By Neil Irwin
Washington Post Staff Writer
Friday, October 15, 2010; 10:34 PM
BOSTON - Federal Reserve Chairman Ben S. Bernanke sent a strong signal Friday that the central bank is gearing up for a major new attempt to jolt an economy that is at risk of getting stuck in an entrenched pattern of sluggish growth.
With little prospect of new fiscal stimulus from Congress and the unemployment rate near 10 percent, new Fed efforts to pump hundreds of billions of dollars into the economy by buying Treasury bonds may be the best remaining hope for stronger growth. But the Fed's actions may have only a modest impact and could create all manner of risks for the economy.
Increased expectations that the Fed will act have driven financial markets upward. The stock market, as measured by the Standard & Poor's 500-stock index, is up 9 percent since Sept. 1, following a late-August speech by Bernanke indicating the central bank's readiness to intervene should economic conditions warrant.
If the Fed essentially prints money to buy bonds, as it is considering, it would help the economy by lowering long-term interest rates for home mortgages, corporate loans and other forms of lending. Forecasting firm Macroeconomic Advisers estimates that $400 billion in bond purchases would drive interest rates on 10-year loans down by 0.13 percentage points.
While financial markets have reacted enthusiastically to the possible infusion of money from the Fed, the economy itself remains on uneven footing, giving off mixed signals. On Thursday, the government reported that trade was a greater drain on economic activity in August than previously thought, and on Friday there was positive new evidence on retail sales, which rose 0.6 percent in September, the Commerce Department said.
The budget deficit was $1.29 trillion in the fiscal year ended Sept. 30, the government said Friday, the second largest shortfall relative to the size of the economy since World War II. The 2009 fiscal year budget deficit was larger, both in absolute terms (at $1.4 trillion) and relative to the size of the economy. The lower deficit was due to higher tax revenue generated by the somewhat improved economy and lower costs from the financial bailout and other emergency measures.
Inflation remains exceptionally low, which Bernanke characterized as the major reason the Fed may take new action. The Labor Department said that consumer prices rose only 1.1 percent over the past year, or 0.8 percent when the volatile food and energy segments are excluded.
The news on consumer prices was followed Friday by an announcement from the Social Security Administration that recipients of the government social insurance program will not get a cost-of-living increase in 2011, the second year in a row. Federal rules say that consumer prices must rise past their level when the last Social Security increase was awarded for higher benefits to take effect. The last price increase was in 2008, and Friday's numbers did not surpass that.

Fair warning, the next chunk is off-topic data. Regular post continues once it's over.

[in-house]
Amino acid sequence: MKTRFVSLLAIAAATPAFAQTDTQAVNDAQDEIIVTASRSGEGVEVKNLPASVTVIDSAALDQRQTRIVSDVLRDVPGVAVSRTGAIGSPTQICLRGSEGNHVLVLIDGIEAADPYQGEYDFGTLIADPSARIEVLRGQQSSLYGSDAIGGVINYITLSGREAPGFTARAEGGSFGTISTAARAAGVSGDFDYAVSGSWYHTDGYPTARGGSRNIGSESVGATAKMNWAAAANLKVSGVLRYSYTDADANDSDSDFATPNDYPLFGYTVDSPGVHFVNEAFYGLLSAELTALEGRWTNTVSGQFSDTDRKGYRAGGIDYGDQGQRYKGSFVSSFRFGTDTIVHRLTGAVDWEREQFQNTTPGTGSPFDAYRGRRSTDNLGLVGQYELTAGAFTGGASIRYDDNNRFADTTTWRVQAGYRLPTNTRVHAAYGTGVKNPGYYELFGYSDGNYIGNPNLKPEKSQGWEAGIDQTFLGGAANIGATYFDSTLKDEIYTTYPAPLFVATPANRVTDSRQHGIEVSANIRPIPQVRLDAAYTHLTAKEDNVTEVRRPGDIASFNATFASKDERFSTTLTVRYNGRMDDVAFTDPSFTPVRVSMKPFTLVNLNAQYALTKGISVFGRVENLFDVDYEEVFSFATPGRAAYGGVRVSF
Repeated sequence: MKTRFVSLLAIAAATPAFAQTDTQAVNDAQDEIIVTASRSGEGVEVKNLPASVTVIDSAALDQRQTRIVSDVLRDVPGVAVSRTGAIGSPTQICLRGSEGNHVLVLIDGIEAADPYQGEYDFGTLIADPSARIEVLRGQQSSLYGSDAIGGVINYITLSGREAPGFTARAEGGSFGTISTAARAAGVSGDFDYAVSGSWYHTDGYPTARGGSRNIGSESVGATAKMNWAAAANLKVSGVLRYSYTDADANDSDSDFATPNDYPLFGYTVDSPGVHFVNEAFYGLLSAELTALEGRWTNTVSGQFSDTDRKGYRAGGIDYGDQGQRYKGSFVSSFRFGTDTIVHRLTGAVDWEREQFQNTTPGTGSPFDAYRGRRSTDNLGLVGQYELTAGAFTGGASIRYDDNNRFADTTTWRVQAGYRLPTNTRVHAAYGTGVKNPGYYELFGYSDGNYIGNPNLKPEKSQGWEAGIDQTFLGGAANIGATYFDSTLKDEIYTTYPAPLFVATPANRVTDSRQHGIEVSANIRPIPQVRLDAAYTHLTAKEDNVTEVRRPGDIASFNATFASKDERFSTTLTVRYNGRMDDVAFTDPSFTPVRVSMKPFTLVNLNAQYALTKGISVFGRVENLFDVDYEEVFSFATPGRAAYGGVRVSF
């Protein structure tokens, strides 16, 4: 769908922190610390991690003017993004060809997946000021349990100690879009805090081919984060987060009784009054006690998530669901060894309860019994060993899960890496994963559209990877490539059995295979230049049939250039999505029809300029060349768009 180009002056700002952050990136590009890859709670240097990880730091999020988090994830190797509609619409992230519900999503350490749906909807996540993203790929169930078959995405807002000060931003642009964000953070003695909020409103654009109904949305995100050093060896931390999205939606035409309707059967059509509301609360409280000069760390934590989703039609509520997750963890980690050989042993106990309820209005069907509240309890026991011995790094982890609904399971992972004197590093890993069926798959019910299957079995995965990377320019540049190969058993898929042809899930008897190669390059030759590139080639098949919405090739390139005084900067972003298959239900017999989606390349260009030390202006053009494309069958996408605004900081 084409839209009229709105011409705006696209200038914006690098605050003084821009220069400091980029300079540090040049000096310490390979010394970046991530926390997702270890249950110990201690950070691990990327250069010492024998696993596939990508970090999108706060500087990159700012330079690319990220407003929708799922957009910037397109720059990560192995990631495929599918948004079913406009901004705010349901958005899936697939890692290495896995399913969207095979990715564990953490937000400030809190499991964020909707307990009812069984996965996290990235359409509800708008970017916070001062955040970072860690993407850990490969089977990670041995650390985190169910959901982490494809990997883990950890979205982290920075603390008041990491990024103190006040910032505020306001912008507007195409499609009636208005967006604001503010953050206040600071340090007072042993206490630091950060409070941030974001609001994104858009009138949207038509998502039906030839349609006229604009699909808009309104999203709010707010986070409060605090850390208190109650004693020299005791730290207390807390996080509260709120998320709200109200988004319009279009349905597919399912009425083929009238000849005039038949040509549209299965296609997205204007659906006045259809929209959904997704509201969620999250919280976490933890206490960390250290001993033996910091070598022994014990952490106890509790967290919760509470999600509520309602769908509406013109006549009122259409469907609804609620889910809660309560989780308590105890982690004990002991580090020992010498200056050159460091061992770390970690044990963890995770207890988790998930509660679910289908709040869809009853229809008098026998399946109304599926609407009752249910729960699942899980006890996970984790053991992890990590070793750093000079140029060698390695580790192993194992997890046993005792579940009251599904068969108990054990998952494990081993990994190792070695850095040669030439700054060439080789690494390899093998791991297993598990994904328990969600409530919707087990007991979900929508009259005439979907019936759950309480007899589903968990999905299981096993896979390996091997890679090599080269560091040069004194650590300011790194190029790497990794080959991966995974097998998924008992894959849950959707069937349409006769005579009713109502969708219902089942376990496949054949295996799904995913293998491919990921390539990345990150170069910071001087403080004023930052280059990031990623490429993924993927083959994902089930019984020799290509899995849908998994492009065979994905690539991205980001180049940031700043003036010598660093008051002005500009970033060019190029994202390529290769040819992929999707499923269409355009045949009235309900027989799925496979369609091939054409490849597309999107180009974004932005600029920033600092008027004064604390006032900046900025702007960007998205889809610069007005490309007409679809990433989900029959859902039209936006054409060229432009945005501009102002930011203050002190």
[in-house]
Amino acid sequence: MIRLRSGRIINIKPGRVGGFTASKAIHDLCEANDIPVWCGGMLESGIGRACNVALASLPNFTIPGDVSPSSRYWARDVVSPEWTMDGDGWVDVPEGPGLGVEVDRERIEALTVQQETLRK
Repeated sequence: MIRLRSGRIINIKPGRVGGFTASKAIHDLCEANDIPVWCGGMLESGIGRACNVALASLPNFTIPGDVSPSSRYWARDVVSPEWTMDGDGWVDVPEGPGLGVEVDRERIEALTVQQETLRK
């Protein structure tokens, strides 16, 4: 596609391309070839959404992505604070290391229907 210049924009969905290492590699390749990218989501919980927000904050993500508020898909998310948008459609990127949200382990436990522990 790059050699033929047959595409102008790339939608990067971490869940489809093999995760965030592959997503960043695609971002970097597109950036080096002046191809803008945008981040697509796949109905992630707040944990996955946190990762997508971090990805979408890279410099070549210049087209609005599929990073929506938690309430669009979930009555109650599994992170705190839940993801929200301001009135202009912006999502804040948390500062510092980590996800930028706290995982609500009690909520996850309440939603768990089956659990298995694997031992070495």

Bernanke said Friday that the Fed aims for inflation to be "about 2 percent or a bit below" and that "[in] effect, inflation is running at rates that are too low relative to the levels" that Fed policymakers think appropriate in the longer run.
He told an audience of economists and central bankers at a conference at the Federal Reserve Bank of Boston that the Fed "is prepared to provide additional accommodation if needed to support the economic recovery and to return inflation over time to levels consistent with our mandate."
The central bank's policymaking committee meets Nov. 2-3, and analysts now consider it highly likely that a massive new bond purchase program will be announced after that meeting. The exact size and pacing of those purchases is unknown, and Bernanke gave few hints in his speech.
Indeed, expectations have grown so large in the financial world that there could be an adverse reaction in stock and bond markets even if the Fed announces a sizable program then.
"A large amount of Treasury purchases seems to be priced into the markets," said Dean Maki, chief economist at Barclays Capital. "So at this point, if they come out with a small number, the markets would be disappointed."
The peril of triggering a negative reaction in financial markets is just one risk the Fed will face if it launches a new program. Others include the possibility of a rapid decline in the value of the dollar relative to other world currencies or a loss of inflation-fighting credibility for the Fed. Then there is the basic concern that the action may not do much to reverse an economy that is growing too slowly to create many jobs.
Bernanke did address the risks and trade-offs of buying bonds, but he did not characterize them as so substantial as to eliminate the case for new action.
"There would appear - all else being equal - to be a case for further action," Bernanke said. "But nonconventional policies have costs and limitations that must be taken into account in judging whether and how aggressively they should be used."
The speech amounted to a methodical explanation of the reasoning for potential new monetary easing, including sharing a subdued view of the economic outlook.
"Growth next year seems unlikely to be much above its longer term trend," he said, which would mean that "job creation may not exceed by much the increase in the size of the labor force, implying that the unemployment rate will decline only slowly."